On Friday, Nov. 21st, the English and Italian translation of the proceedings of the Sacra Liturgia 2013 conference, published by Ignatius, and edited by Dom Alcuin Reid, were presented at the Hotel Columbus in Rome by His Eminence Raymond Cardinal Burke, Bishop Dominique Rey (Fréjus-Toulon), and Dom Alcuin Reid. In attendance were Walter Cardinal Brandmueller, newly appointed prefect of the CDW Robert Cardinal Sarah, Abbot M. J. Zielinski, OSB Oliv., Mgr. Stefan Heid, Fr. Paul Gunter, OSB, Don Nicola Bux, H.E. the Ambassador of Australia to the Holy See, other prelates, numerous journalists, clergy, seminarians, religious, and laity, including NLM's own Greg DiPippo.
In his remarks at the presentation, Dom Alcuin Reid also pointed to upcoming efforts of the Sacra Liturgia initiatives including:
The Vatican Radio story below also contains audio of an interview with Cardinal Burke about the nature of the sacred liturgy, its importance in the Christian life, and working for the renewal of the sacred liturgy. 
(Vatican Radio) The reform of the Sacred Liturgy “is brought about not through rupture with the past, not through revolution, but through continuity with the past, through respect for the sublime beauty of the Sacred Liturgy celebrated uninterruptedly along the Christian centuries.” That was the message of Cardinal Raymond Burke, citing the teaching of Pope Benedict XVI, at the presentation of the proceedings of Sacra Liturgia 2013 – a major conference on the Sacred Liturgy that took place in Rome in June of last year.

The Sacra Liturgia Conference was organized by Bishop Dominique Rey of Frejus-Toulon in France, “to study, promote and renew the appreciation of liturgical formation and celebration and its foundation for the mission of the Church.” At the book presentation in Rome on Friday night, Bishop Rey said, “It is my hope that this book will do much to assist in the liturgical formation of seminarians and others, and that it will promote a well-founded liturgical renewal amongst clergy and other liturgical ministers throughout the Church.”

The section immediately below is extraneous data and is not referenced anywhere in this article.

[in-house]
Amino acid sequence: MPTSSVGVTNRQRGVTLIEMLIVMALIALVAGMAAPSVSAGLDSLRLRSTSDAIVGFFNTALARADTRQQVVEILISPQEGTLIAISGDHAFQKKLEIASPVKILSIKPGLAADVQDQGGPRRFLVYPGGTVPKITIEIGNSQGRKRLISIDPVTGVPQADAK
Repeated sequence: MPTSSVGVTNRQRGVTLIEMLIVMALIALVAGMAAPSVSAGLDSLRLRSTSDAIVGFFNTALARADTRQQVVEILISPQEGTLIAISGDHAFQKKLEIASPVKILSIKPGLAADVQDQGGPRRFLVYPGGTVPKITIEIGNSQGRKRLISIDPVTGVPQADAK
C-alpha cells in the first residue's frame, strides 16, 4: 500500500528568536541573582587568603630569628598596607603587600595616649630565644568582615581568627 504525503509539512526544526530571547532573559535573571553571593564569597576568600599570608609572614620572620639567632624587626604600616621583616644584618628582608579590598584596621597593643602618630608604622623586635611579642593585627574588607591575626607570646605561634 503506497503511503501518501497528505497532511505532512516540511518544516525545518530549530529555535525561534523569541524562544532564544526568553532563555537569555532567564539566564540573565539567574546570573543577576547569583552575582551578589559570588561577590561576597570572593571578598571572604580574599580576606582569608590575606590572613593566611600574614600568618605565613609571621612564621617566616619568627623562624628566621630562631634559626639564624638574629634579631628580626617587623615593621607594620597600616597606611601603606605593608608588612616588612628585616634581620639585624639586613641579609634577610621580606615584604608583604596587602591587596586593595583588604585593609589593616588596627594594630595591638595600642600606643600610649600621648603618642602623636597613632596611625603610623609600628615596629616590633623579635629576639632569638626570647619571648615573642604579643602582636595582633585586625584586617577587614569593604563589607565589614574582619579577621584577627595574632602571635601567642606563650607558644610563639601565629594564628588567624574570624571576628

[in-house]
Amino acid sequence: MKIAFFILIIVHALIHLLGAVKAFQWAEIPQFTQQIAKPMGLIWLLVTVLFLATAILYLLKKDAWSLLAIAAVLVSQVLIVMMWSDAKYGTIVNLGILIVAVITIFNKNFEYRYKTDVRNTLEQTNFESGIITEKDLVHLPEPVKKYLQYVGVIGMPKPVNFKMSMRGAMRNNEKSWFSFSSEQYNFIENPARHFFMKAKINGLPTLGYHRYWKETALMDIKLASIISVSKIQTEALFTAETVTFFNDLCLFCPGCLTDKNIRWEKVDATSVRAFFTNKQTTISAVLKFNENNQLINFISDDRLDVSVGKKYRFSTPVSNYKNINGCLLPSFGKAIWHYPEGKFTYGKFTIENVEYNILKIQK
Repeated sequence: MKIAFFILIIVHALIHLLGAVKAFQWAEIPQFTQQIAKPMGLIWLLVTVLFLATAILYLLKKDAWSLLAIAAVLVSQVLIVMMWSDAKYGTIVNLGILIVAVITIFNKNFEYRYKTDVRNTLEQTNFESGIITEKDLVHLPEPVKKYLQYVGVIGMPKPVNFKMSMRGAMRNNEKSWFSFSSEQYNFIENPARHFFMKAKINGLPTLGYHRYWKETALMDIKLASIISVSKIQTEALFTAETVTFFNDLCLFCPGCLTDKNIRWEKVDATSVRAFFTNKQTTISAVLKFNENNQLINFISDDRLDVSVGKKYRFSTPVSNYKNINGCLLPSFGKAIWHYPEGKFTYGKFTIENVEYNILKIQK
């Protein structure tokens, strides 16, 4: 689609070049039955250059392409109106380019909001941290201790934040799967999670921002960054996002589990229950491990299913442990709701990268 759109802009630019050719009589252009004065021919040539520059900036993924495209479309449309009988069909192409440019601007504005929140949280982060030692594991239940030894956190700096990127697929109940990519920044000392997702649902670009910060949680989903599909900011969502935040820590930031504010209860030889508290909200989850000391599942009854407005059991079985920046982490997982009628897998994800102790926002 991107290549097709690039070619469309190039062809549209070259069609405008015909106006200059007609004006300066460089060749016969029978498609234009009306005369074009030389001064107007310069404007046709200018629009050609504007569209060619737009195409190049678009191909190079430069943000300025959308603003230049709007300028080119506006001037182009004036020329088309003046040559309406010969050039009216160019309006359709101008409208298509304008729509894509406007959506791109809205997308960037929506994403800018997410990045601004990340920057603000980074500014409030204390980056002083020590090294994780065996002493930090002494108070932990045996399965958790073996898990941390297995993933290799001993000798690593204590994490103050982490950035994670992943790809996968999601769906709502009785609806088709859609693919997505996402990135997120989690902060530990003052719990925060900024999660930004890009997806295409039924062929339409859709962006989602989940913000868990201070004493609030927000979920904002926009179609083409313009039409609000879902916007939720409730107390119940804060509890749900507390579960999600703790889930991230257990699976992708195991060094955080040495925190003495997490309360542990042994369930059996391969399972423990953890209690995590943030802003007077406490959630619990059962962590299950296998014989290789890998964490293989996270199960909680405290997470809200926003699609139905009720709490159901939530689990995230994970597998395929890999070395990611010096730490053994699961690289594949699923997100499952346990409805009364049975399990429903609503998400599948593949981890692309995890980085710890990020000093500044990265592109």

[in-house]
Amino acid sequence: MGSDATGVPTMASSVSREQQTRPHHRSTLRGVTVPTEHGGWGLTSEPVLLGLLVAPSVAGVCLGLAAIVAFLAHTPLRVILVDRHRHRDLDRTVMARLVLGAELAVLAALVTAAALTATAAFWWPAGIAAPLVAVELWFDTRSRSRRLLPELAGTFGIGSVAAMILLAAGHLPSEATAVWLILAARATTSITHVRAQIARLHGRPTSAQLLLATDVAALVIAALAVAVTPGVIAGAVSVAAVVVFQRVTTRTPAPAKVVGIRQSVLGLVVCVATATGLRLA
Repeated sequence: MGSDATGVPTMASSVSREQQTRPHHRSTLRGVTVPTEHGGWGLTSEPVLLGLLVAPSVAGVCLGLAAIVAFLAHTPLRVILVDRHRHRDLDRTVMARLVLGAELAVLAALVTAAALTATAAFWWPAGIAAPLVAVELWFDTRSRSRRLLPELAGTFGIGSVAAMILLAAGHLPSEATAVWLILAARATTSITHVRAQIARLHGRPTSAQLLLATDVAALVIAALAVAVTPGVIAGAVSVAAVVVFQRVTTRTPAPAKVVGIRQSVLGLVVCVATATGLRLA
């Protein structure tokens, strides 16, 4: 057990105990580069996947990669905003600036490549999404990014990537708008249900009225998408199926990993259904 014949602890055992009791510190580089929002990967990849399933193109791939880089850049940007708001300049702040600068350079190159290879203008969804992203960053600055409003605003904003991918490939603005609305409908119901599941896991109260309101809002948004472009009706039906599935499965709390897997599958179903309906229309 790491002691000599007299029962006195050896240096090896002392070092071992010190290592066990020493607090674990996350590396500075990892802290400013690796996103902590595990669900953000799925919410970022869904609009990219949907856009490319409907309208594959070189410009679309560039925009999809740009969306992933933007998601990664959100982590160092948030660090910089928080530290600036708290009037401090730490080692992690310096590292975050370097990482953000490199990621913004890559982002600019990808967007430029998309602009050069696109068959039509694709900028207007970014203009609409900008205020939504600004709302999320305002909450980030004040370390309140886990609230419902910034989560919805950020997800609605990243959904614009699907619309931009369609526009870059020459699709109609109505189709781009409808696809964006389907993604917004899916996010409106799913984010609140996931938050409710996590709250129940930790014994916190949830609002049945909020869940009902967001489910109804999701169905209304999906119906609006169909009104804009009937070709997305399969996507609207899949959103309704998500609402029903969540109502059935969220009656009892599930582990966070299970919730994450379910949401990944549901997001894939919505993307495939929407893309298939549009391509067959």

Following the presentation, Cardinal Burke spoke with Vatican Radio about reform of the Sacred Liturgy. “What happened after [the Second Vatican] Council was the reform was hijacked by the so-called ‘Spirit’ of the Council, which was not related directly at all to the actual texts of the Council Father,” he said. “And now we’re returning to those texts, which promote reform in continuity with the tradition.” He spoke of the efforts of the Blessed Pope Paul VI, of Pope Saint John Paul II, and of Pope-emeritus Benedict XVI to foster the work of authentic liturgical reform, an effort that continues in the pontificate of Pope Francis.

Cardinal Burke said, “the fact of the matter is that our communion with Christ, the substance of it, is the Sacred Liturgy, and in particular, the Holy Eucharist.” He continued, “Our Christian life, the heart of our Christian life, the foundation, is in that communion with our Lord Jesus Christ in His true Body and Blood through the Sacrament of the Holy Eucharist. At the same time, it is the highest expression of our Christian life, in that we unite ourselves to our Lord in His offering of His very being to the Father in sacrifice… There isn’t anything more beautiful, anything better that we do, than to give worship to God as He desires us to do, and gives us the discipline in the Church to do.”